[This question assumes JPEG shooting, with minimal post processing.]

In an unavoidable situation, you have to jack up the ISO. High ISO, however, comes with price - noise and washed-out color, among others. Is there a technique that can increase the saturation in high ISO? (I'm asking about "shooting technique", so I'm not interested in changing in-camera settings, such as increasing saturation or using something like "vivid" setting. These settings may be applied on top of a different technique.) Or is desaturated color something you have to live with in high ISO?

  • \$\begingroup\$ Just to elaborate, I've seen some posts on the internet that advocate slower shutter speed for high ISO. Does that mean a slower shutter speed with narrower aperture will result in better saturation than faster shutter speed with wider aperture, although the exposure is the same between the two? It doesn't really make sense to me. \$\endgroup\$
    – Anon
    Dec 2, 2013 at 17:59
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    \$\begingroup\$ In camera mechanisms to boost saturation are going to vary from camera model to camera model. It's also still going to boost the amount of noise when you try to boost information that wasn't there in the first place. If the image is low contrast as shot due to low signal to noise levels, then boosting the contrast or saturation is also going to boost the impact of noise and make it more obvious. The solution is to increase the amount of signal relative to the noise, such as using a faster lens or longer shutter. \$\endgroup\$
    – AJ Henderson
    Dec 2, 2013 at 18:22
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    \$\begingroup\$ Use the longer shutter speed but also use the widest aperture. This allows you to increase the S/N ratio and thus reduce the ISO. \$\endgroup\$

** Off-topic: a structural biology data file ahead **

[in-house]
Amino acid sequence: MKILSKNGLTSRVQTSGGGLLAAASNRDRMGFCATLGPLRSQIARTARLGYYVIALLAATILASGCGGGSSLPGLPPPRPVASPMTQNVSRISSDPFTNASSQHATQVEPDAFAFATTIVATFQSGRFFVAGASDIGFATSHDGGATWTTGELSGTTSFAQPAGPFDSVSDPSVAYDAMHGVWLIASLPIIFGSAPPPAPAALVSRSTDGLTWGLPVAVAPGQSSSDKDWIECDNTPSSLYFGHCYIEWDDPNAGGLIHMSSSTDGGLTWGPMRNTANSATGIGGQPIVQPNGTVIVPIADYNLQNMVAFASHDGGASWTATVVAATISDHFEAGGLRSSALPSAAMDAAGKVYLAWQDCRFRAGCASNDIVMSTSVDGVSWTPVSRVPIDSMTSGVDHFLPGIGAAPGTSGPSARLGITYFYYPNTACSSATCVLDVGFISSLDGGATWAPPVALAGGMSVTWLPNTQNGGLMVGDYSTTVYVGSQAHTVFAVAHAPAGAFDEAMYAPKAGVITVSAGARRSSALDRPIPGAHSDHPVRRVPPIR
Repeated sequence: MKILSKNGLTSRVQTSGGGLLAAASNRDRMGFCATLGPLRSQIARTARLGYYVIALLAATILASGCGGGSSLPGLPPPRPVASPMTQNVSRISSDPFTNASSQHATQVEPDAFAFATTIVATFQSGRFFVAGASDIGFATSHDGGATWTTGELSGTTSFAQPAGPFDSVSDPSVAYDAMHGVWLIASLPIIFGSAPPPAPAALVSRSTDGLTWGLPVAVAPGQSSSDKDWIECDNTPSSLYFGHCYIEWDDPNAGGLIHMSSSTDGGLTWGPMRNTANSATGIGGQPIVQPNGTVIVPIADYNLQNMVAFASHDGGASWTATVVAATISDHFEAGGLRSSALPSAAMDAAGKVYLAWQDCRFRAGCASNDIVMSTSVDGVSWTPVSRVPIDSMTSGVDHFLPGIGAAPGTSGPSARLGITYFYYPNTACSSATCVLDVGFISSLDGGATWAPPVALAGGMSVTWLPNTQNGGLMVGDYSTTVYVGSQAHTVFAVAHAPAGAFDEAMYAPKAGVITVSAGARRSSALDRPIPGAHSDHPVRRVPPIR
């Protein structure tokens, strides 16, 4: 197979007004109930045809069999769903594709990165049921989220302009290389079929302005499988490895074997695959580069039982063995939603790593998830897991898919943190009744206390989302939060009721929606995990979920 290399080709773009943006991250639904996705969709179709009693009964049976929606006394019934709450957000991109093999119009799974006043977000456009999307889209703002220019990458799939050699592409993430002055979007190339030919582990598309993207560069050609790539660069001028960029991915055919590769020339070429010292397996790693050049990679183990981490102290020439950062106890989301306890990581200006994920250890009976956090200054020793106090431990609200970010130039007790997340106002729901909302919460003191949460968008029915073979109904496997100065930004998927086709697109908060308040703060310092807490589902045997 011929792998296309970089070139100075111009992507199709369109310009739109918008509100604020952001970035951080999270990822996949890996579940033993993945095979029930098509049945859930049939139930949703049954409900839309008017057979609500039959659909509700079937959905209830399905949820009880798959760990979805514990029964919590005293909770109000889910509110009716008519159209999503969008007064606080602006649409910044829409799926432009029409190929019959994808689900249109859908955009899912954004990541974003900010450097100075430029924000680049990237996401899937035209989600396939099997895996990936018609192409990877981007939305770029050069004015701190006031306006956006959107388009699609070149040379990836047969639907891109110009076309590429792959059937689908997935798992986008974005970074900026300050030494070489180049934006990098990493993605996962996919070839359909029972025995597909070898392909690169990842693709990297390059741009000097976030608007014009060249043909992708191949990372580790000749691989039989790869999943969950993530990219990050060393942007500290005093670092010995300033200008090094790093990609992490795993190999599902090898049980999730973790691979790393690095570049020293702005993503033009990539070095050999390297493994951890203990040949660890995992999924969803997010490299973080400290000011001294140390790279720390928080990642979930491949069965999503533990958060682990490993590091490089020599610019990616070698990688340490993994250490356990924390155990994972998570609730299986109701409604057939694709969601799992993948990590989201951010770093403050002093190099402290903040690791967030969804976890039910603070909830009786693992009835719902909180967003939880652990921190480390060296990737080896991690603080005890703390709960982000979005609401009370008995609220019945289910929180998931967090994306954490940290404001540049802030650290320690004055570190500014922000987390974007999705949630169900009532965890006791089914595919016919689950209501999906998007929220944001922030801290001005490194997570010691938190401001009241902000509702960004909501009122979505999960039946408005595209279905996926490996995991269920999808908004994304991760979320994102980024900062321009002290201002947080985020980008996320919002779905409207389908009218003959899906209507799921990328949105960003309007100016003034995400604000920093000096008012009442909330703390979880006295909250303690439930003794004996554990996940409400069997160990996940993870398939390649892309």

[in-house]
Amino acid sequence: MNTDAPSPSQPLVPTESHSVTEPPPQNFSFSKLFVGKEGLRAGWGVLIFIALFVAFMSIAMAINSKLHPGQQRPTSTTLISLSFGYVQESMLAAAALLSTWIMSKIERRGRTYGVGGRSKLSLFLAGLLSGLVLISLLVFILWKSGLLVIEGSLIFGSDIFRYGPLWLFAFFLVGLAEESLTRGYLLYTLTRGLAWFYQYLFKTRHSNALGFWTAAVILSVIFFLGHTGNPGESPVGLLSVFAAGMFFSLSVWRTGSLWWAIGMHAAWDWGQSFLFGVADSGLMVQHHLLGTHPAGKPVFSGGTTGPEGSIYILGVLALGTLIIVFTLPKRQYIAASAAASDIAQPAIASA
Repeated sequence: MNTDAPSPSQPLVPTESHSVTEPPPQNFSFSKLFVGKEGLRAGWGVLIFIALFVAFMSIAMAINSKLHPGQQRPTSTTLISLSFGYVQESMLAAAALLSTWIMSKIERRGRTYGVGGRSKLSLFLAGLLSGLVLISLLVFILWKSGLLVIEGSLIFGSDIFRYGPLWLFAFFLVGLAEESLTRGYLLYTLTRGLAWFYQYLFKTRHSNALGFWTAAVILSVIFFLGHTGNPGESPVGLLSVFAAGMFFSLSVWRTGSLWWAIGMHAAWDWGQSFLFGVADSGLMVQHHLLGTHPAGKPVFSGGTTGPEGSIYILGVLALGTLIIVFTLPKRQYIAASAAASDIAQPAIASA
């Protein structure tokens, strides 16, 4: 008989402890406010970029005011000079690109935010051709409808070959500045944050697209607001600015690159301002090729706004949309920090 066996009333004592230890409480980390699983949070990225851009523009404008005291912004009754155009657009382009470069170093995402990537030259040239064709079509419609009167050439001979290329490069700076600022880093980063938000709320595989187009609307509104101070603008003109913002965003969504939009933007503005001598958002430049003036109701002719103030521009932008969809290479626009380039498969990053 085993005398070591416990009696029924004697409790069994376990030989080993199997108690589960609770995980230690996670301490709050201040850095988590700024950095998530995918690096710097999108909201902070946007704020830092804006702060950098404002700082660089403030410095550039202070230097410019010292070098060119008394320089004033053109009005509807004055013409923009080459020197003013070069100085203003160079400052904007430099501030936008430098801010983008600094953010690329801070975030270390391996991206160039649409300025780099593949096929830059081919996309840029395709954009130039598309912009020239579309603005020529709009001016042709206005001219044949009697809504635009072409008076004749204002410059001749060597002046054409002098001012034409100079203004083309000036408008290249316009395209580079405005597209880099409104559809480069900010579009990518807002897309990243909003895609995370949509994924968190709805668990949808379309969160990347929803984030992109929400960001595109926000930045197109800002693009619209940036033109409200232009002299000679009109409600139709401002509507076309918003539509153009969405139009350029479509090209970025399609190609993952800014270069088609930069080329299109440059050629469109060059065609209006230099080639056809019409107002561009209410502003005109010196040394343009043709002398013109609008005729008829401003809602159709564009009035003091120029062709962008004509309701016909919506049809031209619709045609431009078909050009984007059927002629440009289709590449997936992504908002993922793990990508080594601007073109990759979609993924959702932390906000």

– Michael C
    Dec 2, 2013 at 19:32

1 Answer 1


I can see two possibilities that aren't related to post-processing either in or out of camera.

First, increase the light, either through changing the scene or by using wider aperture and longer shutter — and thereby lowering the required ISO. This doesn't seem exactly in the spirit of your question, though.

So, second: let the darker scenes be themselves. Our night vision depends more on cells in our eyes which don't distinguish between colors, which means that a decrease in saturation as the scene darkens is part of our natural visual language. Why fight that? You may even want to decrease saturation further in post-processing, which also works in your favor with low-light shooting, as chroma noise is usually regarded as uglier than luminosity noise. You might even consider going all monochrome.

That might be not quite what you wanted to hear either, so I'll sneak in a third: buy a better camera or wait til a few years as sensor technology continues to improve. Better high ISO capability continues to be in demand and will be a focus of research for the foreseeable future.


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